The piece is starched very well and ironed.
Using the twister a thin cord is made. It is threaded through the middle scallop of each section of the top layer.
The cord is drawn and tied into a bow. (If you prefer something less obtrusive, you can use an embroidery thread, delicate ribbon, or even sew in some small snaps to draw and hold the cozy together.)
Even unfilled this project is an eye catcher.
Filled with some wrapped candies it will be the star of every party table. Also it is a nice gift.
To accommodate larger sweets, like Ferrero Rocher balls, the circles should have a diameter that is approximately 2-3 cm wider. The picture below shows how the larger candies look a bit too crowded in the cozy as described in this article.
Embroidering needlelace is really easy, and having a little project makes practicing it fun. With needlelace one can easily add extra beauty to needlework. So, please don’t be afraid – give it a try!
One can practice stitching tendrils not only through abstract designs but also concrete or representational designs. The artist Gudrun Hartwig designed two different butterfly motifs especially for these practice exercises.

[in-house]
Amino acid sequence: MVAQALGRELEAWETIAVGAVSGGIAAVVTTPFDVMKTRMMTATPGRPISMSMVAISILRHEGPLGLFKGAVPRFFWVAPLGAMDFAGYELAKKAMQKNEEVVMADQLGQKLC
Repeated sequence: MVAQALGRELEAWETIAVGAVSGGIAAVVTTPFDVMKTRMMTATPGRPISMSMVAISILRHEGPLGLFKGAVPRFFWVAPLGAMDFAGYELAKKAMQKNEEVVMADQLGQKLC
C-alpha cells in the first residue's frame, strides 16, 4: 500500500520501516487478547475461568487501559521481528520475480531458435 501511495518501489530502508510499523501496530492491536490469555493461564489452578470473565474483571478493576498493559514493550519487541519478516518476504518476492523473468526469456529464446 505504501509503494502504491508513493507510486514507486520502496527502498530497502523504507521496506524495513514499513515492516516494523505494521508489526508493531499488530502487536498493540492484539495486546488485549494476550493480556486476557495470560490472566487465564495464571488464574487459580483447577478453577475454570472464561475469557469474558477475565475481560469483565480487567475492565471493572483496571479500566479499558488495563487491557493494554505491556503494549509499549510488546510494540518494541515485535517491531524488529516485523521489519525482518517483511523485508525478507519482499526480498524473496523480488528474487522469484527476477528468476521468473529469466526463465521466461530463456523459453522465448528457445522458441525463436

I chose a design size of 7.5 cm X 7.5 cm for decorating another pincushion.
To work the double spirals, I began stitching at the turning point of each spiral to work one section first.
Turning the piece, I then worked the remaining sections, up from the finished sections, toward their centers.
The piece is washed – please wash gently so that the fabric edges do not fray – starched, and ironed.
After ironing – to iron I laid a dry towel on the ironing board and placed the embroidery right side down onto the towel – the lines emerge especially beautiful.
Then, the piece is sewn, filled, and secured.
Another nice little pincushion is finished. But what does one do with all the pincushions? Here they are displayed on a tray; perhaps seasonal decorations or items matching the motif could be added.
For example I displayed the pincushion of the second practice exercise with some blue accessories, because the design makes me think of water and waves.
Moving the butterfly pincushion to the focus of the display, I decided to add some flowers.
The possibilities are endless – let your imagination run wild! At all events the tray with the pincushions is an eye-catcher enticing visitors to have a closer look and to discuss.
And for embroiderers having fun working representational double spirals, here is one more design:
Both the artist’s hand-drawn renditions and the cleaner computer graphics are presented here. It is a matter of taste which to use – I chose to work from the original.